Let There Be Dark by Tim McWhorter
Publisher: Hydra Publications | Release Date: Aug. 21, 2018 | Pages: 170
My rating: 4 of 5 stars
There’s something to be said for a straightforward horror story. It’s not weighed down with flashy literary stuff, it’s not trying to deliver a message, and it’s not expecting you to search for a meaning. The only focus of a pure horror story is to burrow deep into your brain and make you afraid. Let There Be Dark by Tim McWhorter is a collection of eight stories that strips out all the fluff and leaves you alone with the monster under your bed and no escape.
McWhorter is like a sage wizard you meet on the side of the road that wants nothing more than to pass on his curse. Each story of his lures you in with its innocence, putting you at ease and unsuspecting that something terribly wrong is about to happen. He might tell you about a couple going into a blacked-out house, a photographer trying to rent a shack, or a few friends searching out an urban legend. There might be some hints of creepiness, but nothing out of the normal. Then McWhorter says the magic word and the next thing you know you are stuck in a bathroom with a ghost, being hunted by a beast, tied to a chair facing the business end of a gun. You are so mesmerized by his wizardry that you forget how horrified you were with the last story that you happily continue the next tale, only to curse yourself for falling victim to him yet again.
The entire collection goes down so smooth that you’ll be surprised when Let There Be Dark is over. I tried to pace myself and let each story settle before going to the next one, but I had so much fun being terrified I couldn’t help but jump to the next one. McWhorter never dragged a story out, he got me in and out without feeling like I needed to see how many more pages in a story I had left. And that’s not to say the stories felt rushed or was missing something, he was just so exact in the story he wanted to tell he didn’t need to bog it down with extra stuff. He also added in little commentaries for a couple of the stories, giving us a hint as to what inspired the story. McWhorter’s simple and effective storytelling kept the horror front and center in each story.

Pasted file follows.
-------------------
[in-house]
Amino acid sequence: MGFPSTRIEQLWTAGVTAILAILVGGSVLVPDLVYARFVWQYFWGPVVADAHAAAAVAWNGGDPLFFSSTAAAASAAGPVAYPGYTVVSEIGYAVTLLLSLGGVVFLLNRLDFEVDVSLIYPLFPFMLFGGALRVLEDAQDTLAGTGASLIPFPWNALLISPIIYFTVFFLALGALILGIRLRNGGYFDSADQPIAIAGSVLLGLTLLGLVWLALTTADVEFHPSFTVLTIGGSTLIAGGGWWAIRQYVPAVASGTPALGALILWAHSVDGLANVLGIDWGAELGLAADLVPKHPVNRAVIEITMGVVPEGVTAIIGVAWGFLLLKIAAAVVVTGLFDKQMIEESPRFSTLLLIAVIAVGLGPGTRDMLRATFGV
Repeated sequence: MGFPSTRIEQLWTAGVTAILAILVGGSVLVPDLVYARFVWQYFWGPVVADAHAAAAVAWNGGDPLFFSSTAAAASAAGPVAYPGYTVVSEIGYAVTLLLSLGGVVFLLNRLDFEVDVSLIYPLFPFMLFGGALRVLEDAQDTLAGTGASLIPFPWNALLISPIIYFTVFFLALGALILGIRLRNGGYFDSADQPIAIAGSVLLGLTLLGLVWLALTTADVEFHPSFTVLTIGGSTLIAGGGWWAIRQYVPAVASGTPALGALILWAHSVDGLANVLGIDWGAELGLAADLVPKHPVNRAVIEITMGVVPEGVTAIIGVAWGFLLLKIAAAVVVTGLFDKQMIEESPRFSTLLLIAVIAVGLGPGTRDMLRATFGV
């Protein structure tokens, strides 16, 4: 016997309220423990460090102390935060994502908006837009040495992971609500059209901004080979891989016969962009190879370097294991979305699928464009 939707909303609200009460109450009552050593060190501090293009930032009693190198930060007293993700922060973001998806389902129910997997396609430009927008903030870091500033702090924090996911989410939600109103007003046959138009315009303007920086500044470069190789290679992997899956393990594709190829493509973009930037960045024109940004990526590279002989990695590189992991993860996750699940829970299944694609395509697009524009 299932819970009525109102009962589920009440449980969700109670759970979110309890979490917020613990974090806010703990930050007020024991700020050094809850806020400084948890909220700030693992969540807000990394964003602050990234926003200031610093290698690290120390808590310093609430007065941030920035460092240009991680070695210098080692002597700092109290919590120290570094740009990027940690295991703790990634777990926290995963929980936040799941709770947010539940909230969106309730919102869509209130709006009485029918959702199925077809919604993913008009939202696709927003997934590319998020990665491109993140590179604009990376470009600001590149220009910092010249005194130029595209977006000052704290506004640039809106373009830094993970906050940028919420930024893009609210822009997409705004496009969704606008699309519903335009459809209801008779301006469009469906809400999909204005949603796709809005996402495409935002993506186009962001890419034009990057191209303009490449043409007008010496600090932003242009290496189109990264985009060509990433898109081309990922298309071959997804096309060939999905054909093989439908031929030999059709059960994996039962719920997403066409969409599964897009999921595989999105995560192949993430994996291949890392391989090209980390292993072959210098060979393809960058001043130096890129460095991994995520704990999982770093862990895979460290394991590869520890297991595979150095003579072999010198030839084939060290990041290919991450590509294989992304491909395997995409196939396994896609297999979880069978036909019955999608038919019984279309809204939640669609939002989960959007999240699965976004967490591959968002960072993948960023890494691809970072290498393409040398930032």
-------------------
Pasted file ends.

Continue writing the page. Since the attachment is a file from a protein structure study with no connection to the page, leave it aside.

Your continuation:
As I was reading these eight stories, I was reminded of listening to ghost stories told around a campfire. They weren’t as formulaic as those stories, in fact a number of them went in directions I didn’t see coming, but they had the essence of what makes a frightening tale. Hints are sprinkled throughout, the sense of dread slowly builds, and then we get an extremely satisfying ending that leaves your skin crawling. For instance, in “Rope Burns,” a young couple finds that Walgreens has been built on the sight of a great witch burning in Salem. McWhorter plays with the banality of the store while also hinting that something isn’t quite right. Yet, he focuses us on the relationship of the couple and what this trip means for them. This false sense of security sets us up for the big scare, all the more powerful because of who it happens to. It was all right there in the story, but when frightening things happen we are truly freaked out. Each of these stories plays out like this, the scary thing coming out just as the campfire starts to burn low, and you know it’s coming but you can’t help but be scared when it appears.
This collection is the perfect distillation of a good horror story. Everything here will make your skin crawl and keep you up late at night. It’s the kind of book you’ll want to read with a group of friends or when you feel like being scared. Let There Be Dark is exactly what the title says it is, dark. But, if you are a little twisted, you might not mind and in fact find it to be an absolute blast to read.